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Early warning surveillance system implemented in Saudi Arabia for this year’s hajj

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Kabaa18 August 2018 – As the number of pilgrims participating in the annual hajj has been increasing in recent years, WHO has been providing support to Saudi Arabia to ensure implementation for the first time during the hajj season of an early warning surveillance system to prevent, early detect, and respond to public health threats during the hajj. 

The development of the electronic early warning surveillance system is a joint effort between Saudi Arabia’s Ministry of Health and WHO’s Regional Office for the Eastern Mediterranean. This is the first year in which the new system will be used during the hajj and it’s being piloted in 8 hospitals and 25 primary health care facilities in Mina and Muzdalifah. Ministry of Health and WHO technical teams are actively participating in the implementation and monitoring of the new surveillance system. 

The Ministry of Health of Saudi Arabia has previously relied on different surveillance methods during the hajj season to ensure early detection of public health threats, however, the new system is using syndromic and event-based surveillance to detect potential health threats. The new surveillance system has been integrated with existing reporting systems to address public health threats like acute febrile illness, diarrhoea, respiratory infections, haemorrhagic fever, neurological manifestations, food poisoning, heat-related illness and unusual events. Health authorities will be alerted to any threats that could lead to a disease outbreak or public health emergency and have implemented effective measures to reduce adverse health outcomes. The system is linked to a general public health command control centre which mobilizes the rapid response teams for timely verification and response to any public health threat.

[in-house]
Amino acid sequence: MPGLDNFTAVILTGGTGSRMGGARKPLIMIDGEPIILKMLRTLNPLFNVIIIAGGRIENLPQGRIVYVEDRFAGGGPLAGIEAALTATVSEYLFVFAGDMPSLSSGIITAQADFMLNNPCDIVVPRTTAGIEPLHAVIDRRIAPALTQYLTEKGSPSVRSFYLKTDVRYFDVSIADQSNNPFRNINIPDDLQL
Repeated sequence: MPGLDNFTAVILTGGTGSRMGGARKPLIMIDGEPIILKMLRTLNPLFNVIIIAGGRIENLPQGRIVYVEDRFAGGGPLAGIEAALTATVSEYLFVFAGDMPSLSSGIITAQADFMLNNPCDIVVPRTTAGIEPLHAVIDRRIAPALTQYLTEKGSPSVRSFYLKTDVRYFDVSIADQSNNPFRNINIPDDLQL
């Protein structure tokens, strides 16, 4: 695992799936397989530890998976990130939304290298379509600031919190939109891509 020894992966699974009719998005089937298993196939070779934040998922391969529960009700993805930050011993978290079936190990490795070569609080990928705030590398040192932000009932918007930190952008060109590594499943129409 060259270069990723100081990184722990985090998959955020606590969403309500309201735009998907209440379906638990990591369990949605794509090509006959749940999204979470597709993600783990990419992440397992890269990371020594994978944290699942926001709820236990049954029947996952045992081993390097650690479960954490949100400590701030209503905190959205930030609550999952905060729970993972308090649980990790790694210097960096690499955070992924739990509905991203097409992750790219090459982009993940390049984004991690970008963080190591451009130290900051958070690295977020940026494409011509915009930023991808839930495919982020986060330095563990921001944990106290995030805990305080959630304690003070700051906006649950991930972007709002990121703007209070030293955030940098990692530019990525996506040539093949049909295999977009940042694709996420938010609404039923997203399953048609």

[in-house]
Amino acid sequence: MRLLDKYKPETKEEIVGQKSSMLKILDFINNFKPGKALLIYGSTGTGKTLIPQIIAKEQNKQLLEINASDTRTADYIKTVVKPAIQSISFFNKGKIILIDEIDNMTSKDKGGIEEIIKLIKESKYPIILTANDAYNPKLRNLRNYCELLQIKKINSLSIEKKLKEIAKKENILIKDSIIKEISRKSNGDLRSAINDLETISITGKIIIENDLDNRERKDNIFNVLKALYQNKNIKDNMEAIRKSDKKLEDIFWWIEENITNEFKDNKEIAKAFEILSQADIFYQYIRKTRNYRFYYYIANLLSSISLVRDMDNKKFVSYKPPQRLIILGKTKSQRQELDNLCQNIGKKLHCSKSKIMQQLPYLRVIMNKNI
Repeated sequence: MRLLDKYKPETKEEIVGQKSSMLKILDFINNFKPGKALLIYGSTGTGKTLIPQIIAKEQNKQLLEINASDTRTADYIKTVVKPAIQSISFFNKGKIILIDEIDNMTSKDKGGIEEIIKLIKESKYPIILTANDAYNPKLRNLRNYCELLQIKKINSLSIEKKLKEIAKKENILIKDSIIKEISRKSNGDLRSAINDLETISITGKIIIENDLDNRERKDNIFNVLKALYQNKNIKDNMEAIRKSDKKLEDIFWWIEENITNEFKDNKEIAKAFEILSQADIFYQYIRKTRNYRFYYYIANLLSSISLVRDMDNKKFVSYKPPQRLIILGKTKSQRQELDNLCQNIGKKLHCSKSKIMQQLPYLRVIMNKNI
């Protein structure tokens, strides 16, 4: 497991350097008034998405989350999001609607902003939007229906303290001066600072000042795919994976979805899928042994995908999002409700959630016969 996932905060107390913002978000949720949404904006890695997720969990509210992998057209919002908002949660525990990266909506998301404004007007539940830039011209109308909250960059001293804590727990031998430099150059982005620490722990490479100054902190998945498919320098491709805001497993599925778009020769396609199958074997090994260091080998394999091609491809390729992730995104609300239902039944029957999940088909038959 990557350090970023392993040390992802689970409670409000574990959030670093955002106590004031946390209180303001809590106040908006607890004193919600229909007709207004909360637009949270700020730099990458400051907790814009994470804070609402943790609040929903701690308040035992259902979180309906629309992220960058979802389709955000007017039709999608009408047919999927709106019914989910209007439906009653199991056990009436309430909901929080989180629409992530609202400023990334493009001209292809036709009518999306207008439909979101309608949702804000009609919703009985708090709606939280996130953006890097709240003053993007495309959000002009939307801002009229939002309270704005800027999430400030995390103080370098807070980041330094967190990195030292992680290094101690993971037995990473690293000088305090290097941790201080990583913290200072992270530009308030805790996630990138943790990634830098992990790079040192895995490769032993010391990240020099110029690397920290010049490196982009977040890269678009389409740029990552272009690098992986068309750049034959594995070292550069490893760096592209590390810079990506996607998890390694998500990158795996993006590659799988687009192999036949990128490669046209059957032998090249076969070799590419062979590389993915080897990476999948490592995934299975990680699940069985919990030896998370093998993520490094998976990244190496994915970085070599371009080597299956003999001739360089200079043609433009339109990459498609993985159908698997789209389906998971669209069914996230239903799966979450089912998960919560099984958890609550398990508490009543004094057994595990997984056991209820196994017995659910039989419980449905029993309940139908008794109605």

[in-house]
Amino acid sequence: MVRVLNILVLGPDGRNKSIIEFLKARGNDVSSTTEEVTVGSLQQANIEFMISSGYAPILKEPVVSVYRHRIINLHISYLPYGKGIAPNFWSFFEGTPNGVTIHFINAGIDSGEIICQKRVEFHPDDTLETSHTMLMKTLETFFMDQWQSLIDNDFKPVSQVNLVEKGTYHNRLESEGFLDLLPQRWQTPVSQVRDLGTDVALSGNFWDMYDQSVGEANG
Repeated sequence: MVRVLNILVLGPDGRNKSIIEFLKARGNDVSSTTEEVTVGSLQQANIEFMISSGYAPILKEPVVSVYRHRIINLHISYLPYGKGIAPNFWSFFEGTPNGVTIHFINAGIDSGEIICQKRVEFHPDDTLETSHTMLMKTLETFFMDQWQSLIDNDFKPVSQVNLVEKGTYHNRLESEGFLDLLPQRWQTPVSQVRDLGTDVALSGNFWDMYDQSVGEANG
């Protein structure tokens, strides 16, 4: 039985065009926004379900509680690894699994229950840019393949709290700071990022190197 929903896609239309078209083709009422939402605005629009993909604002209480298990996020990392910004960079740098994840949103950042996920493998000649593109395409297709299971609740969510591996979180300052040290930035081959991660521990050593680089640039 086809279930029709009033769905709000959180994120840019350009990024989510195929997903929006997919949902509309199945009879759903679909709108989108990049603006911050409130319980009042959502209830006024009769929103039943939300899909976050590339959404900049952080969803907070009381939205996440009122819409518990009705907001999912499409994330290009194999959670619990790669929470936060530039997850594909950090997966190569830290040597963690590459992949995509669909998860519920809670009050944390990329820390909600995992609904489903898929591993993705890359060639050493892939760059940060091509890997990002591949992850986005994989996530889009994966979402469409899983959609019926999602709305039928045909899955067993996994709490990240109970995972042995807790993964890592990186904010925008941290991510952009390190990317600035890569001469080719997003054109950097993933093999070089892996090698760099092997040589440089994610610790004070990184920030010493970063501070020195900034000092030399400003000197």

Over 30 000 Saudi health workers will continue to provide support to pilgrims at 25 hospitals and 155 primary health care centres around the holy sites where as many as 2 million Muslims from about 160 countries have begun their pilgrimage in Saudi Arabia this week.

WHO has been providing technical support and advice to the Ministry in their preparations for and response to any possible health event that might occur during one of the world’s largest annual religious gatherings. 

The hajj authorities have adopted the slogan “Hajj with Health” reflecting the importance assigned by Saudi Arabia to increasing health awareness among all pilgrims. To improve communication and ensure that health messages reach all hajjis the Ministry of Health and local nongovernmental organizations are providing health information in 67 languages to facilitate an exchange of information between health staff and the public on medical histories and symptoms of any patients experiencing illness during the hajj.